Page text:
Mexico City: Romance & PDAs

Well this post is going to be considerably lighter and maybe a little spicier than my last post about the Mexico City Markets and MeatHowever, that one had plenty of sizzle in its own regard.  Thank you for your comments, thoughts, and feelings about what can be such a hot topic and thank you for keeping things very respectful on what can be such a passionate topic.

And thank you for the compliments on my photography.

It’s been such a whirlwind weekend here in Mexico City and I leave here bright and early, San Diego homebound.  It’s been an amazing trip in so many ways, and it was the perfect length.  We packed so much into Friday evening, Saturday, and Sunday, and now I am ready to go home, kiss Skylar and Scott, and get ready to move into our new place on Wednesday!  What a whirlwind life for me right now!

Time for a little sizzle first:

Lime and chili spiced peanuts

Hot, Spicy, Delicious.

And was our waiter delicious, or what?!

I took one picture of him.  And look at the shot I got!  I’ve been married 10 years but I know a hottie when I see one!  Those eyes.  Wow.  I love you too, Scott!

Remember I mentioned that Penny said the theme for the weekend was finding and photographing the romance we would no doubt see in public areas in Mexico City?

Check all these couples out that I captured over the weekend:

I think all of the images are tender, beautiful, loving, and just show love in full force.

Many of you asked me if I ask for permission to photograph these couples?  The answer is yes. 

If I see a couple that seems like that just isn’t going to mind if I make their photograph, or if I get a receptive vibe from them, I ask them if it’s okay to take their picture.  If they say yes, great.  The shooting begins.  Usually it’s 3 to 10 frames, I’m done in 20-30 seconds, tops.

If they say no, I move on.  Ethically, I would not take and certainly would not post or publish the photos of a couple who was not receptive to it.

Some couples shield their faces or wave you off with their hands.  Clearly not receptive so I don’t even bother asking.  I respect people’s space and boundaries and most ethical photographers do as well and I don’t make photographs of them.

Now, it’s a bit different if I am photographing a man selling tomatoes.  I don’t usually ask for permission and they don’t usually care.  But again, it’s situationally dependent and if I think I am going to ruffle their feathers, I just move on.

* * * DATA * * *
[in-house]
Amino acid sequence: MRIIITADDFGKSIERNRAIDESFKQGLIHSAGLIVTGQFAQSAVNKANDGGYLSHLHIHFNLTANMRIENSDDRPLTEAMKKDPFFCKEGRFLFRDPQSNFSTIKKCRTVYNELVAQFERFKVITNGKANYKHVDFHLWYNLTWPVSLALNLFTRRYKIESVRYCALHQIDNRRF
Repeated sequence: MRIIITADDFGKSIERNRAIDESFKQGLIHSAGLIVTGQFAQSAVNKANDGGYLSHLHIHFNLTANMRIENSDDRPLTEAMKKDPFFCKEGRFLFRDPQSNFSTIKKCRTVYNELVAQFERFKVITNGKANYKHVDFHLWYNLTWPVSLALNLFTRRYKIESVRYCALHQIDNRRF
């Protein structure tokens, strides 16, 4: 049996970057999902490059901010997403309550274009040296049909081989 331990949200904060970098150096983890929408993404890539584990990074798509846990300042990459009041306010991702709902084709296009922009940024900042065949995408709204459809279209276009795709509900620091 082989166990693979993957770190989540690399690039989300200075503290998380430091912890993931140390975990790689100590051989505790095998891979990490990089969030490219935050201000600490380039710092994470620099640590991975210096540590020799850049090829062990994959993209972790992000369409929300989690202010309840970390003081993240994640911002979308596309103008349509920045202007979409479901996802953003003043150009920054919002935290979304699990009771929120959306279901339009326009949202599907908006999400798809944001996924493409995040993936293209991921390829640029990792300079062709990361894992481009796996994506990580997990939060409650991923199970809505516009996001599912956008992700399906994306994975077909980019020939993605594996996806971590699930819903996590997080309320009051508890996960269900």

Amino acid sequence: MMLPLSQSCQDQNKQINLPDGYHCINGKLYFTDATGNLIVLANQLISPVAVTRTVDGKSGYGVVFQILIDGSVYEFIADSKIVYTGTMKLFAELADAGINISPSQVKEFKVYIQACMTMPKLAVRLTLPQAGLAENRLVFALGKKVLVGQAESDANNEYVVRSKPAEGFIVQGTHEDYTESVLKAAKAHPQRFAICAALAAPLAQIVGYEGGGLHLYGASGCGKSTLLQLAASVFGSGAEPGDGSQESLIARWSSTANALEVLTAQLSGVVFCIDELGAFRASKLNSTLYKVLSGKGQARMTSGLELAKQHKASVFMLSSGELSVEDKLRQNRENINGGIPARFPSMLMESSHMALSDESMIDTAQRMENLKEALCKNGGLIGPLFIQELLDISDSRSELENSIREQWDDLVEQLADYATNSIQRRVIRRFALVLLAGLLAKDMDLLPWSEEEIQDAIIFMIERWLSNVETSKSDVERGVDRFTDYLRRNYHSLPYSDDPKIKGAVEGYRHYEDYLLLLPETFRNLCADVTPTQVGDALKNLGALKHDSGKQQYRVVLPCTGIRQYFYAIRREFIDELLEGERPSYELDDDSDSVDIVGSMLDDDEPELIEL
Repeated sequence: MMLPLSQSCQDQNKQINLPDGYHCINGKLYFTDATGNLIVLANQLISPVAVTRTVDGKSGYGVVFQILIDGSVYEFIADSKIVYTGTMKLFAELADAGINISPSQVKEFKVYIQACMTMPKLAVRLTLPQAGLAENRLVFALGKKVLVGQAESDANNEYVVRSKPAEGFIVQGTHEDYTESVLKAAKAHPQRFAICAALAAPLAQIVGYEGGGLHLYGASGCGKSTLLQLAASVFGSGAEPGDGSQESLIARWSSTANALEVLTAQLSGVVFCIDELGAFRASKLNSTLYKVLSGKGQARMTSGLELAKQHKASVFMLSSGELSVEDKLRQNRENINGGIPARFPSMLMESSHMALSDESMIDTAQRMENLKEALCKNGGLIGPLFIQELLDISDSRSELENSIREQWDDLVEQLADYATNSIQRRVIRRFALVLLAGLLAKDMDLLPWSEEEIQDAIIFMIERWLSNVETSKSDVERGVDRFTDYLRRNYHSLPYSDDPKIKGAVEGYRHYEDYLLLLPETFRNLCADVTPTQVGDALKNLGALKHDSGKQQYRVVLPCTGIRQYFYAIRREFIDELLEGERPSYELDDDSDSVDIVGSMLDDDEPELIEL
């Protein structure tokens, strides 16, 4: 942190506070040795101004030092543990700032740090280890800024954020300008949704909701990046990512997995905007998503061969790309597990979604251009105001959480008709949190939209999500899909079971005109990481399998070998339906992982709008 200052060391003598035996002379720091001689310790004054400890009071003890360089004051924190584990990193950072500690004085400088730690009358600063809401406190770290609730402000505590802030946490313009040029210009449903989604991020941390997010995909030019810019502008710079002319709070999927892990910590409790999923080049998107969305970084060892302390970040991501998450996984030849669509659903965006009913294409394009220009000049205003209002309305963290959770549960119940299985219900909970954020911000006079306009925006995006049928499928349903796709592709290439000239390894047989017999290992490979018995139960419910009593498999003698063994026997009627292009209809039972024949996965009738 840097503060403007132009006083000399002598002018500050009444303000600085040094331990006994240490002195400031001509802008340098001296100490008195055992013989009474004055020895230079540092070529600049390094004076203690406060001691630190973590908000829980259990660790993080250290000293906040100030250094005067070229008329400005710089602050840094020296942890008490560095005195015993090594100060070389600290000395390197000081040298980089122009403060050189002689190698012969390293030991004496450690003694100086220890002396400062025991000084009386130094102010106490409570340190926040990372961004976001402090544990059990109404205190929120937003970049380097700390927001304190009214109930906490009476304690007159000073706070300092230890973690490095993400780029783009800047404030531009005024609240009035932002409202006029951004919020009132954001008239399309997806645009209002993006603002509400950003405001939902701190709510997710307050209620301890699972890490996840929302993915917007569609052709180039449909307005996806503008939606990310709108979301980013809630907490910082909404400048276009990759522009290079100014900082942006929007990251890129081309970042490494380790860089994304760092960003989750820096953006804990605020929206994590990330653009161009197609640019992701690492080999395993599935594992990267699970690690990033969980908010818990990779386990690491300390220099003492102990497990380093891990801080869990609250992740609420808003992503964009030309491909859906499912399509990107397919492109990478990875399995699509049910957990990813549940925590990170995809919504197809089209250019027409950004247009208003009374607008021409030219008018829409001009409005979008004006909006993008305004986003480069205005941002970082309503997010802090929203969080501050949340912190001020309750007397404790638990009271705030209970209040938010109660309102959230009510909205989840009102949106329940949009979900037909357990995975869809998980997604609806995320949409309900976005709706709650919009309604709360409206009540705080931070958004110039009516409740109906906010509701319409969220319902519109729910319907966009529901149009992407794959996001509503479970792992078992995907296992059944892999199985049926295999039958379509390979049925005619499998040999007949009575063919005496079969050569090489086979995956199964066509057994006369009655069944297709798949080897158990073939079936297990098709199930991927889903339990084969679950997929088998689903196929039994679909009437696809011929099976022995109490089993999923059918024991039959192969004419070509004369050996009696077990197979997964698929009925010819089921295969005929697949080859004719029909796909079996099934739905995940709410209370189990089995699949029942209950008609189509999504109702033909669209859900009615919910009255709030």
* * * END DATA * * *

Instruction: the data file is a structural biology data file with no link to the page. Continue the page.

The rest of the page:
1. What do you think about PDA’s (public displays of affection)?

I think that some PDAs are okay.  Hugs and kisses, but if it borders on the get a room stage, then, I think they should probably get a room.  Not that I really care, though.

I am too busy rushing around, doing my thing, and minding my own business to care.  Or really stop and stare anyway.  Whatever floats their boat is their thing.   Live and let live!

2. Are you into PDAs for yourself? Care about it with or for others? 

Scott and I are not PDA people.  Hand holding, a hug, maybe a peck but that’s it.  I really don’t like extra attention from random people and one way to become the center of attention is with PDAs and so I just don’t engage.

Plus, I believe there are some things, for me personally, that are just private moments and even if others don’t care, I do, so I’d rather keep some things private.

And again, don’t care what others do, but for me, nah, PDAs really aren’t my deal.  I gave that up by the time I was about 17…haha!

If you’re just catching up on posts from the weekend, here’s my whirlwind from Friday, my travel, and Mexico City:

Have a great week and I’ll be back.  From the airport tomorrow, I’m sure.

57 comments on “Mexico City: Romance & PDAs”

  1. Love the waiter picture! A little sweet PDA is fine by me — but I don’t like it to be over the top to where it makes other people feel uncomfortable. Overall though, I don’t really care. :)

  2. I agree with you on the hugs & kisses in public. When it becomes a full makeout sesh it can be uncomforatble for everyone.

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  4. Great post! I don’t really have a problem with PDAs. I wish we had more of them here in the US. Since living in San Diego, I’ve encountered many fiery, emotional Latins. It almost seems ingrained in them (I usually avoid sweeping generalizations, but really… I’ve never met an unemotional latin). I’m quite envious!

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  6. I LOVE your pictures Averie! You did such an incredible job! And can I just say O.M.G. about your waiter? Even though I married a traditional American, I have a “thing” and always will for Mexican/Spanish men! He is a hottie for sure!!! :)

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